We all make investment mistakes; it’s how most of us learn. And that’s OK, at least when we’re young. That’s when we can recover from losses.
But it’s a whole different deal when we get older, when we are approaching retirement or in it. Make a major mistake then, and the odds are you’ll never recover — your lifetime income will be lower, perhaps painfully lower. Here’s my list of the five most common errors people make:
*Being overinvested in personal real estate. This is a nearly universal error. We really love our homes, and the majority of homeowners have more equity in their homes than they have in retirement accounts or taxable personal savings. But our homes aren’t income-producing assets; they are income-consuming assets. Even if your mortgage is paid off, you’ve got taxes, insurance, utilities and service bills to pay, plus repair bills.
As a consequence, many retirees must devote all the income from their retirement accounts and taxable savings to the cost of supporting their home. That doesn’t leave much for everything else.
The best way to deal with this is to re-evaluate your shelter needs as you approach retirement. Think “right-sizing,” not downsizing.
*Failing to appreciate the importance of Social Security benefits. Most of the people in the waiting room at the local Social Security office are hoping to get benefits yesterday, whatever their age. That’s just the way it is. So the whole idea of deferring benefits is pretty foreign to those who work in Social Security offices. In fact, a brief deferral of benefits can easily be worth as much as, or more, than you contribute to a 401(k) account in a year.
According to the Social Security website, the average retirement benefit check earlier this year was $1,230 a month, or $14,760 a year. A year of deferral from your full retirement age will cost $14,760 in benefits — but it will gain a benefit increase of 8 percent, or $1,180. To have that much income from your retirement accounts at a 4 percent withdrawal rate, you’d need to add $29,500. For most workers, that’s the same as many years of 401(k) contributions. And it’s nearly five years of the $6,500 maximum annual IRA contribution allowed for workers age 50 and older. Social Security is a big, big deal.
*Failing to appreciate the power of personal spending decisions. Used-car dealers like to say that they make their money when they buy a car, not when they sell it. That’s because they can control how much they spend on a car by bargaining or by not buying it. They don’t really control the amount for which they can sell the same car.
Retirees are in the same position. They can control what they spend with much greater certainty than they can control the return on their investments or the amount of their income. So there is a big reward for knowing what, and why, you spend. In addition, every $100 not spent means $118 of pre-tax investment income that doesn’t have to be earned — assuming the retiree is in the 15 percent tax bracket.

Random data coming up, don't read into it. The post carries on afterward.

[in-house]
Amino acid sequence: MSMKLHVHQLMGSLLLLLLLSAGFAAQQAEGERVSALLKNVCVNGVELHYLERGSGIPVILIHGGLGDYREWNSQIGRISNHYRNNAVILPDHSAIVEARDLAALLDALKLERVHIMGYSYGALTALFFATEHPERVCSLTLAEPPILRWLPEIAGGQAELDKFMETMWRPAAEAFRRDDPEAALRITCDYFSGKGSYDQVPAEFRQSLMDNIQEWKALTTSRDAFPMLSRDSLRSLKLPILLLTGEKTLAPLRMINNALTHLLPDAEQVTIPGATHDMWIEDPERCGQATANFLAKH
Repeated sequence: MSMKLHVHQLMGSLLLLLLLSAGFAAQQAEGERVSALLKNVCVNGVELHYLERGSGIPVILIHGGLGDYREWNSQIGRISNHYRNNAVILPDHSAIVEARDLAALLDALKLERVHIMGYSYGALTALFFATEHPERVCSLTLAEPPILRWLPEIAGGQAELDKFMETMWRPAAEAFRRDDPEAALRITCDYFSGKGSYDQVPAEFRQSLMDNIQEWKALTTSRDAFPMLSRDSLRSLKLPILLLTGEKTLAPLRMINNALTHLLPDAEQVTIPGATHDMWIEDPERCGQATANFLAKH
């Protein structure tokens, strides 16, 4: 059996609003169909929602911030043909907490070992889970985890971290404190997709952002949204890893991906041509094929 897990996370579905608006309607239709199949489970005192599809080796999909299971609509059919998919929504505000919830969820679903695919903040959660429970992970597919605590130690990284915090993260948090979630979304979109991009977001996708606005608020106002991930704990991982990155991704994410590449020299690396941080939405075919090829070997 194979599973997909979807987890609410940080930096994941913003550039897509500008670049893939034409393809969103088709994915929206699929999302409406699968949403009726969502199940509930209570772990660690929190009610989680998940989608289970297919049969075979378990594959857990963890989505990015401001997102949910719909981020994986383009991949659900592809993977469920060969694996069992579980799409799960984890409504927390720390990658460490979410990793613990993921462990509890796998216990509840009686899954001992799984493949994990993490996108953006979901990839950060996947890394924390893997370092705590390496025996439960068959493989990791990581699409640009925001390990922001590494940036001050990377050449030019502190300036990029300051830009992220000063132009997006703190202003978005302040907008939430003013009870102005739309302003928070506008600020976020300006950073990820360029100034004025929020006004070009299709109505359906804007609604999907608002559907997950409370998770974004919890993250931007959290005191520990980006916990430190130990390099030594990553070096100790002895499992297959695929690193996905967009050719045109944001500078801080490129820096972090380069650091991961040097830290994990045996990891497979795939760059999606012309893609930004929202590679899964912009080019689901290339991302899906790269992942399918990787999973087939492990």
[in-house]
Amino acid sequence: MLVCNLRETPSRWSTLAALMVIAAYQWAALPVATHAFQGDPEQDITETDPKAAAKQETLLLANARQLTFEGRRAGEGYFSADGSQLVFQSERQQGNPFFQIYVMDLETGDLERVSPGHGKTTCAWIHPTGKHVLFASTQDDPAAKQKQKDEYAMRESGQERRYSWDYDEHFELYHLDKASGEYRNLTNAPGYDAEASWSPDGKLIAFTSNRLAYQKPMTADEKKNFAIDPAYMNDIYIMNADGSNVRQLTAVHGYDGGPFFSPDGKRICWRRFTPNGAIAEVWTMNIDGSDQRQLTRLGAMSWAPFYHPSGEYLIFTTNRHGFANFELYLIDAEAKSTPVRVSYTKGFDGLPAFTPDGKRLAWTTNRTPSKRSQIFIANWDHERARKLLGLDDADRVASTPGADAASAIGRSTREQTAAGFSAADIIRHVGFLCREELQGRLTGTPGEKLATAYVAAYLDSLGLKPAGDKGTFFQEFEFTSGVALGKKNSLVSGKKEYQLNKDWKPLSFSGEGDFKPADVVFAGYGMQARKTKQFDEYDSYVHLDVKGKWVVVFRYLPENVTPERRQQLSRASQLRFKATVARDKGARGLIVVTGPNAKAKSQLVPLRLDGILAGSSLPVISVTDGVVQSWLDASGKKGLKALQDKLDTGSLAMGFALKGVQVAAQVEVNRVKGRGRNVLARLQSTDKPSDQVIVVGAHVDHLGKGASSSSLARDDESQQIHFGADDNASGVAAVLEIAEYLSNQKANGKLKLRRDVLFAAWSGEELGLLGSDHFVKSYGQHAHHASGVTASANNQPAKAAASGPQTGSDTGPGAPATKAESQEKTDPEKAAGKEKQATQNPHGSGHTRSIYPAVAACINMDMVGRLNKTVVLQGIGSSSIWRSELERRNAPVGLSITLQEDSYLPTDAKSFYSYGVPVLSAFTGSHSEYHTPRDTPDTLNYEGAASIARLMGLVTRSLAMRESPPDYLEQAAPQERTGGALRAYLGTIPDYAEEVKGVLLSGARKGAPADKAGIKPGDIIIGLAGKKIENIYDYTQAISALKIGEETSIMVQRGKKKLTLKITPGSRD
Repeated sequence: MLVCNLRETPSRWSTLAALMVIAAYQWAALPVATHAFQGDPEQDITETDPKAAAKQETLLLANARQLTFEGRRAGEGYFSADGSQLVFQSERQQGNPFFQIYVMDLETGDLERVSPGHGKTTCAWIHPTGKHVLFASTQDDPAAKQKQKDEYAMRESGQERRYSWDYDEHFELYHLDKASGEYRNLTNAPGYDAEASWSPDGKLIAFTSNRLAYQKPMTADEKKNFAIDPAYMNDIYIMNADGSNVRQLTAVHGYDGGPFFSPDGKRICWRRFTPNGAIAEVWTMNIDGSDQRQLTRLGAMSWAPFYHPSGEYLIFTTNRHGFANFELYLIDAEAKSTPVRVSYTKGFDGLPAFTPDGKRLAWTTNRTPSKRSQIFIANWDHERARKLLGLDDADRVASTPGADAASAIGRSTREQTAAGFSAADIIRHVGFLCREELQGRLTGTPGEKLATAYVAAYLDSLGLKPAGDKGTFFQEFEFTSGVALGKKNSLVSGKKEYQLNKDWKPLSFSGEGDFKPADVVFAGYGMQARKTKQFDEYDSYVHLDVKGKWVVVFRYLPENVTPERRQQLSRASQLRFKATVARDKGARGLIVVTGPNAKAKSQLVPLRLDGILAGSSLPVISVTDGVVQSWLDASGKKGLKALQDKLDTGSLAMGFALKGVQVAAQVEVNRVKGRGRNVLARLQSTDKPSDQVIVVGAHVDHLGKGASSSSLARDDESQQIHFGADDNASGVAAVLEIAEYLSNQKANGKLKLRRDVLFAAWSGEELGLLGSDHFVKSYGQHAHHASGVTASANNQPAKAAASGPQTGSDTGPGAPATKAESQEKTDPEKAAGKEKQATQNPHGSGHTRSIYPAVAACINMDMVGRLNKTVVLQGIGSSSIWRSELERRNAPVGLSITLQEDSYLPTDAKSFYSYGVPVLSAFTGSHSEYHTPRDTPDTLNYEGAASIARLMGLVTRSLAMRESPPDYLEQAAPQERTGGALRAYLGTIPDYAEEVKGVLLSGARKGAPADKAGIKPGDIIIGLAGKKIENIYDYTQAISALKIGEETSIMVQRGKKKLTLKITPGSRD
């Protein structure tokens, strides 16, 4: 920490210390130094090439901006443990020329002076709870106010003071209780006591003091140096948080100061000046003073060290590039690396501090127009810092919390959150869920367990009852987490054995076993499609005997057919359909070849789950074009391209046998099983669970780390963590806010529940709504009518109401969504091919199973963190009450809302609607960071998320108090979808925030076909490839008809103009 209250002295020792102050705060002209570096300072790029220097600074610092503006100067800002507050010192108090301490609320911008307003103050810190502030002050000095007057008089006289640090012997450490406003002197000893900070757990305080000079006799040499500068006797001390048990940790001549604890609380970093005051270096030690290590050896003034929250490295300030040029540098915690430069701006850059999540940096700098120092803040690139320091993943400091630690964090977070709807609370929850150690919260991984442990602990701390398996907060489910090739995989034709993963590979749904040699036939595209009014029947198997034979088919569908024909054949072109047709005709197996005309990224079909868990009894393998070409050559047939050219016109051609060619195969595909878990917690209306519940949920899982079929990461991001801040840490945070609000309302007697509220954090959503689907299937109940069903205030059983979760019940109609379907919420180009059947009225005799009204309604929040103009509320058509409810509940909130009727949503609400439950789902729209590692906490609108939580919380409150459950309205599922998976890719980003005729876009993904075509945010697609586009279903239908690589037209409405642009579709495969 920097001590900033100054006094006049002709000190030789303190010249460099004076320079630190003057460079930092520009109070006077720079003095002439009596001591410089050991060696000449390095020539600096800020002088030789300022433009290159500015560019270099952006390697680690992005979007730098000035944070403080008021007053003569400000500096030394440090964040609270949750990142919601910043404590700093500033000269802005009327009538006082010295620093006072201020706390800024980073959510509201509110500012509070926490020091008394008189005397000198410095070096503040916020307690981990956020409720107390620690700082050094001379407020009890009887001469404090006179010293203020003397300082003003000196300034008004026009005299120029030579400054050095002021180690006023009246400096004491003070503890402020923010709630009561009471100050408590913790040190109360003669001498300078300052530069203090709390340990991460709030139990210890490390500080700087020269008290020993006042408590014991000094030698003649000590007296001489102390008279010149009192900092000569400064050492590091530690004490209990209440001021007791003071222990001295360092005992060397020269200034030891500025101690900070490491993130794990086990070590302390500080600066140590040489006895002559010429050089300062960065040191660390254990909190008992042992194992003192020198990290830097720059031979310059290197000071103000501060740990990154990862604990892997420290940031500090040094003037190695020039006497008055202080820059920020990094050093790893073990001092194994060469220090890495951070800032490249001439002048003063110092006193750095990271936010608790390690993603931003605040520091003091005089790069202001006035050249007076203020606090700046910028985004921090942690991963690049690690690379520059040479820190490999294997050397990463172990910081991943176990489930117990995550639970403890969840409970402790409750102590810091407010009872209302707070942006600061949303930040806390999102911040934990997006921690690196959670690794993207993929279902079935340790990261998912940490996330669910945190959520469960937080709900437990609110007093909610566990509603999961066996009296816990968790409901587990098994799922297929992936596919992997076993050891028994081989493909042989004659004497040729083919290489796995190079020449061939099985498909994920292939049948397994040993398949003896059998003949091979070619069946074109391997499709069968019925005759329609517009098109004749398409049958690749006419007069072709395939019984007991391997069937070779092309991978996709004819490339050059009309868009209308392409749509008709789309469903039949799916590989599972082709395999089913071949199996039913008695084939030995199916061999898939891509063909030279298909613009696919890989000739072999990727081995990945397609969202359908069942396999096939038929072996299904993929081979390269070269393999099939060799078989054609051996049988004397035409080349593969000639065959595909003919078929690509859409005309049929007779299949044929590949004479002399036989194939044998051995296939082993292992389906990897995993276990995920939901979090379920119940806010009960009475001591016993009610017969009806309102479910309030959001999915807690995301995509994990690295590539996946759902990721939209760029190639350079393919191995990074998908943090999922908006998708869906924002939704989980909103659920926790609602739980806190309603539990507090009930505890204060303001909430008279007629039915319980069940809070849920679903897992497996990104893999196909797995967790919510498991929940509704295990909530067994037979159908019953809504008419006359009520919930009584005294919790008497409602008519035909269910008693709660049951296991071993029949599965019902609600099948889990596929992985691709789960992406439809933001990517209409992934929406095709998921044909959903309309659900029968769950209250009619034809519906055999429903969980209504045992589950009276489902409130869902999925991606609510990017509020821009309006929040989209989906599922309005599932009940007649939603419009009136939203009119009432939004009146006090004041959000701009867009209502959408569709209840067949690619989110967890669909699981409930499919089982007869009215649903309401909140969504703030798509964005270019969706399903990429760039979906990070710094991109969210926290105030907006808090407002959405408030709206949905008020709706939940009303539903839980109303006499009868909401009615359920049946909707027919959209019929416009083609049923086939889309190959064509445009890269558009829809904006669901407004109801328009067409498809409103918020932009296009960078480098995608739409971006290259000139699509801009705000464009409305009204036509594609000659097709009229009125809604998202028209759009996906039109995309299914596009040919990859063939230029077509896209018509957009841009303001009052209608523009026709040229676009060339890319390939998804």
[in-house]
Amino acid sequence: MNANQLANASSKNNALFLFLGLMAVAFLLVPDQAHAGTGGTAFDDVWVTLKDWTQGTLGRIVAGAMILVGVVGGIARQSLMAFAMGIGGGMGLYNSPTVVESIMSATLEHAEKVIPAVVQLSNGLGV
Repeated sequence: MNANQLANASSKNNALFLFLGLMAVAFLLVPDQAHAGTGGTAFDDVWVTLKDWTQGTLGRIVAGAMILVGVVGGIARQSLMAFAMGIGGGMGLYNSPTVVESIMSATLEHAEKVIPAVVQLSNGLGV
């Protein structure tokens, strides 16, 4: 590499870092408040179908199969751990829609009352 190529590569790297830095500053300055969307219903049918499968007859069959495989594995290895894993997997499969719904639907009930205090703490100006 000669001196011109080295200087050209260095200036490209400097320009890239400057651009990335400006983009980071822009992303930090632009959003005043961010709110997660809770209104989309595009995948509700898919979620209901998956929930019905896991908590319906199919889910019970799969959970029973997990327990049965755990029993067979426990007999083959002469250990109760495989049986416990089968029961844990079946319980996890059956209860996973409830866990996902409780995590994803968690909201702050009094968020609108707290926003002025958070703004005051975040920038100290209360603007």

*Worrying more about taxes than return of investment. Retirees develop tax phobia and seem to feel that any tax is a terrible injustice. This year many retirees who actually pay no taxes lost money in tax-free bond funds because they were chasing tax-free yields. Others will lose money on private investments sold as tax shelters. And most tax shelters are just that, only not the way they were supposed to be. You’ll never have to pay taxes on lost money, but that really isn’t the idea.
So focus on return of investment first. Then do some homework on what the tax ramifications are. Can’t do the homework? Then arrange a consultation with a CPA.
*Believing that someone has a formula for superior returns that works. This is the equivalent of being an adult who still believes in the tooth fairy, yet it is quite clear that millions of older people still believe in it. The reality is that no one has found a way to beat the market forever, but many are extravagantly paid to try. Indeed, they are so well paid that even if they could beat the market, fees would absorb any gains. That’s the documented record of the mutual fund industry. It’s also the documented record of the hedge fund industry.
For better or worse, the reality is that we can beat about 70 percent of all managers in any area of investment by investing in a low-cost index fund.
SCOTT BURNS is a principal of Plano-based investment firm AssetBuilder Inc. His e-mail address is firstname.lastname@example.org.
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